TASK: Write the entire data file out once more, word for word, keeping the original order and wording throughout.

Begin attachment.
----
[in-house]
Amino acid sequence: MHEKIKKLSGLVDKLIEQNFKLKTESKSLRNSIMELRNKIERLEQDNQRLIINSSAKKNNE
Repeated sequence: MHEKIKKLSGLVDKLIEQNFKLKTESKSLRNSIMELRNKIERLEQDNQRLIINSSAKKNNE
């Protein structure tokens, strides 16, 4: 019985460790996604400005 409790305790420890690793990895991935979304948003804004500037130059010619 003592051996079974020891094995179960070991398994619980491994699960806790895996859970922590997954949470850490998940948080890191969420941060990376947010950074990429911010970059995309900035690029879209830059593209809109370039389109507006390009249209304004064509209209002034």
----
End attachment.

[in-house]
Amino acid sequence: MHEKIKKLSGLVDKLIEQNFKLKTESKSLRNSIMELRNKIERLEQDNQRLIINSSAKKNNE
Repeated sequence: MHEKIKKLSGLVDKLIEQNFKLKTESKSLRNSIMELRNKIERLEQDNQRLIINSSAKKNNE
């Protein structure tokens, strides 16, 4: 019985460790996604400005 409790305790420890690793990895991935979304948003804004500037130059010619 003592051996079974020891094995179960070991398994619980491994699960806790895996859970922590997954949470850490998940948080890191969420941060990376947010950074990429911010970059995309900035690029879209830059593209809109370039389109507006390009249209304004064509209209002034």